The composition is called "Symphony For a Broken Orchestra" and, fittingly, these instruments are all broken.

Walmart has removed a controversial T-shirt with a simple message — "Rope. Tree. Journalist. SOME ASSEMBLY REQUIRED" — from its website, after the Radio Television Digital News Association sent the largest retailer in the U.S. a note flagging the shirt's message.

As RTDNA said, the shirt was being sold by Walmart with a company called Teespring acting as a third-party seller. The retailer removed the shirt within one day of being notified.

Jim Nabors, the comic actor best known for his years playing Gomer Pyle, one of TV's most lovable goofs, has died at the age of 87. Nabors' husband, Stan Cadwallader, confirmed to The Associated Press that the actor and singer died at home in Honolulu.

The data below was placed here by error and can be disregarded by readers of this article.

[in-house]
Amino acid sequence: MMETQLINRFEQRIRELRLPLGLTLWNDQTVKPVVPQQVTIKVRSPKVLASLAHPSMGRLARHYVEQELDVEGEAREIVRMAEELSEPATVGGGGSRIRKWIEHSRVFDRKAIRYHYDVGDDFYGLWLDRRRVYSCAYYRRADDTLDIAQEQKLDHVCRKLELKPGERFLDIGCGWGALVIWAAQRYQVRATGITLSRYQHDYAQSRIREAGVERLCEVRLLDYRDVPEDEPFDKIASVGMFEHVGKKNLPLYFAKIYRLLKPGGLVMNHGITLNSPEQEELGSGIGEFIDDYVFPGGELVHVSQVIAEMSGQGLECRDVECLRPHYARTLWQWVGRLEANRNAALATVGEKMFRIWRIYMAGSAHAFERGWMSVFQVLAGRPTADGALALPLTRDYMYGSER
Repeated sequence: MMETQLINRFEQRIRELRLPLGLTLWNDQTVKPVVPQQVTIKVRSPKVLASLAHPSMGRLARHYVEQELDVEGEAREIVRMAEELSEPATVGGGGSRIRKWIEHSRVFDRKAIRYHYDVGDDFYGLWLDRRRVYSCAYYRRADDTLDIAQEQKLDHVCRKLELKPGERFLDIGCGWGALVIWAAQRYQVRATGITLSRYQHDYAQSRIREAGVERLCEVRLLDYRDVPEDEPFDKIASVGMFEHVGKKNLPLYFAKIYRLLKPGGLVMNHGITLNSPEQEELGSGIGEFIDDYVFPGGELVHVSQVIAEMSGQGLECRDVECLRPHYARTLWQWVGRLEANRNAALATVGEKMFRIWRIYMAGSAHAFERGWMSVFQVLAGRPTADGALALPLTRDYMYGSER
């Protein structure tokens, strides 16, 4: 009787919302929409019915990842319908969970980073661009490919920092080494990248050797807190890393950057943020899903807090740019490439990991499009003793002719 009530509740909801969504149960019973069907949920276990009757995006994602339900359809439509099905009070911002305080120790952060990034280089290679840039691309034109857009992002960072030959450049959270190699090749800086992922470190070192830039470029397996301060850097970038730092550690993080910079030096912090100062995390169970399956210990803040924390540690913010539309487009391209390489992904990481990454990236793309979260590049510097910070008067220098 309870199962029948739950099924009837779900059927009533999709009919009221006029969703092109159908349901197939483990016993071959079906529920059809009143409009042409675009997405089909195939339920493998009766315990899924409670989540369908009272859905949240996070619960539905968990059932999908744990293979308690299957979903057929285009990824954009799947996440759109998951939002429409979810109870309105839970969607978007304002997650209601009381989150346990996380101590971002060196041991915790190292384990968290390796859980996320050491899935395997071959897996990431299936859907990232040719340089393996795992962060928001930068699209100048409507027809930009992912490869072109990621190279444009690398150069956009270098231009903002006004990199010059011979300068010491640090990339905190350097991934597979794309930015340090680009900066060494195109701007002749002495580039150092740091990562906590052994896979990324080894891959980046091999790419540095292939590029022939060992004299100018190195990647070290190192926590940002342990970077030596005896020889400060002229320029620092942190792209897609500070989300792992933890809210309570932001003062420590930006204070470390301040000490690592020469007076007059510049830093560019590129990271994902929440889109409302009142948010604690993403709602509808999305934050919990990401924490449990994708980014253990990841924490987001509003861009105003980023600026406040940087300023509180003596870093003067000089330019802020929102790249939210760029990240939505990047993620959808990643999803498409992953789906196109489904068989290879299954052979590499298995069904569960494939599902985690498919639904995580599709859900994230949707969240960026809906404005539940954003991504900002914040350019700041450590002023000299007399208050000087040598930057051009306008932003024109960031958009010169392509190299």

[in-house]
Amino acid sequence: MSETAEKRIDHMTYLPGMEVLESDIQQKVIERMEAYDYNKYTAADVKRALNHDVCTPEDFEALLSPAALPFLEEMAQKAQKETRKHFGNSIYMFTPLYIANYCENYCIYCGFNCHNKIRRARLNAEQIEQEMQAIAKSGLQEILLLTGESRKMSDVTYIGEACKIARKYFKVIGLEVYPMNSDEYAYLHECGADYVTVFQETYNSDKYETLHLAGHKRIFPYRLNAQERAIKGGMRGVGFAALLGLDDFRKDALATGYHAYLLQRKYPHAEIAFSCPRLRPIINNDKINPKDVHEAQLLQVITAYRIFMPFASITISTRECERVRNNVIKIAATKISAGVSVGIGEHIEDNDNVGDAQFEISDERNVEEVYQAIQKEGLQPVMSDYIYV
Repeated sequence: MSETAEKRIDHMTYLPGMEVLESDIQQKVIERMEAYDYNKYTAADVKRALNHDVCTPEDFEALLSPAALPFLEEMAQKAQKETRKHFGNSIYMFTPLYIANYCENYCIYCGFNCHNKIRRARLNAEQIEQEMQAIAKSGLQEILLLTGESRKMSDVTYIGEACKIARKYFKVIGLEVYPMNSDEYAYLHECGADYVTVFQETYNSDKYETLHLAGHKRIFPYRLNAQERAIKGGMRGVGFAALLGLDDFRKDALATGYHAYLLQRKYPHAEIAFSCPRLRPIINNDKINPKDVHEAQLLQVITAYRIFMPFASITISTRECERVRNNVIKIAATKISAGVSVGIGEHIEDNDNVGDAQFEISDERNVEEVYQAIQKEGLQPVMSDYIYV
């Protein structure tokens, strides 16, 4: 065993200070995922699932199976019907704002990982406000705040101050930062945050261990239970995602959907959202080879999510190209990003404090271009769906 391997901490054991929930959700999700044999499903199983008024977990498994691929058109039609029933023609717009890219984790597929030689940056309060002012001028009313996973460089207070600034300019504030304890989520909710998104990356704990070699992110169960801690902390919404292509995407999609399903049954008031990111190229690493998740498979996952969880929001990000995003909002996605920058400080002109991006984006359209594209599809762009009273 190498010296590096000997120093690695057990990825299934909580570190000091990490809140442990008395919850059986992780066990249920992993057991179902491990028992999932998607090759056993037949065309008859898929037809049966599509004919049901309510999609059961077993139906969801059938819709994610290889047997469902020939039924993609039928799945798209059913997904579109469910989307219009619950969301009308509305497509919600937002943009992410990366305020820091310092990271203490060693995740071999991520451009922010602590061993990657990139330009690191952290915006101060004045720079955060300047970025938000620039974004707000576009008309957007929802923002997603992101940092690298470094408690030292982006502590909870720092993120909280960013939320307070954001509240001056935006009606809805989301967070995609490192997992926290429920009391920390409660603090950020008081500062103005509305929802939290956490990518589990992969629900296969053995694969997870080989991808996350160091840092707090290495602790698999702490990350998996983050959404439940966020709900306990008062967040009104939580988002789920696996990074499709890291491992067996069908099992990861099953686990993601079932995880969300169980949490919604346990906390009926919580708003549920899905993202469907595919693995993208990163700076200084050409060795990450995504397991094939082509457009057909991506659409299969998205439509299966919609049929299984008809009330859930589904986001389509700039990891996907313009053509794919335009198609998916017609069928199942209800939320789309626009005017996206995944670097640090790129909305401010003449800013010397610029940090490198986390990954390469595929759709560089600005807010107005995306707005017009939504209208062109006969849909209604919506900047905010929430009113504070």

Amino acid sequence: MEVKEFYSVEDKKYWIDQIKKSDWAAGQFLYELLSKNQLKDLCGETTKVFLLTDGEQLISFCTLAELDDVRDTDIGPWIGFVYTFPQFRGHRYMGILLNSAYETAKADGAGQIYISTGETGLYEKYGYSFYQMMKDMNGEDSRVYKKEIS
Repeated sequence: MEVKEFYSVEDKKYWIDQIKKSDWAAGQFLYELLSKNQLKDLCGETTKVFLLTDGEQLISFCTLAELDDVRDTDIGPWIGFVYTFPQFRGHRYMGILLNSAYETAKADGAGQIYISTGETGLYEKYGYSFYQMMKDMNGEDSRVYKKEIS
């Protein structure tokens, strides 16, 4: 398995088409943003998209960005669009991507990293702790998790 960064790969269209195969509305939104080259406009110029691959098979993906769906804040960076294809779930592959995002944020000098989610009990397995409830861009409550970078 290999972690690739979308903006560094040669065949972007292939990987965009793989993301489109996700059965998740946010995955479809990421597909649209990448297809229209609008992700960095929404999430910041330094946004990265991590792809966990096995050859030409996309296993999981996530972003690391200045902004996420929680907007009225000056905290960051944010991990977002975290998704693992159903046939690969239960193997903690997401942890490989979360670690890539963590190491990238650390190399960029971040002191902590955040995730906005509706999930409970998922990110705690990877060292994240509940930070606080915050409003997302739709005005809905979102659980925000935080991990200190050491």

Tybee for the Holidays on Facebook

Have some fun - and get in the holiday spirit - this weekend, with the help of Do Savannah's Heather Henley and Visit Savannah's Summer Bozeman.

Ann Marsden / The Splendid Table

Today on “Two Way Street,” we’re talking to “The Splendid Table” host Lynne Rossetto Kasper ahead of her retirement. For more than two decades, Kasper has been unpacking the stories behind the food we eat for a weekly audience of about 725,000 listeners.

Jonathan Bethony admits the breads he'll be churning out at Seylou Bakery & Mill, which just opened this month in Washington, D.C., might not appeal to everyone.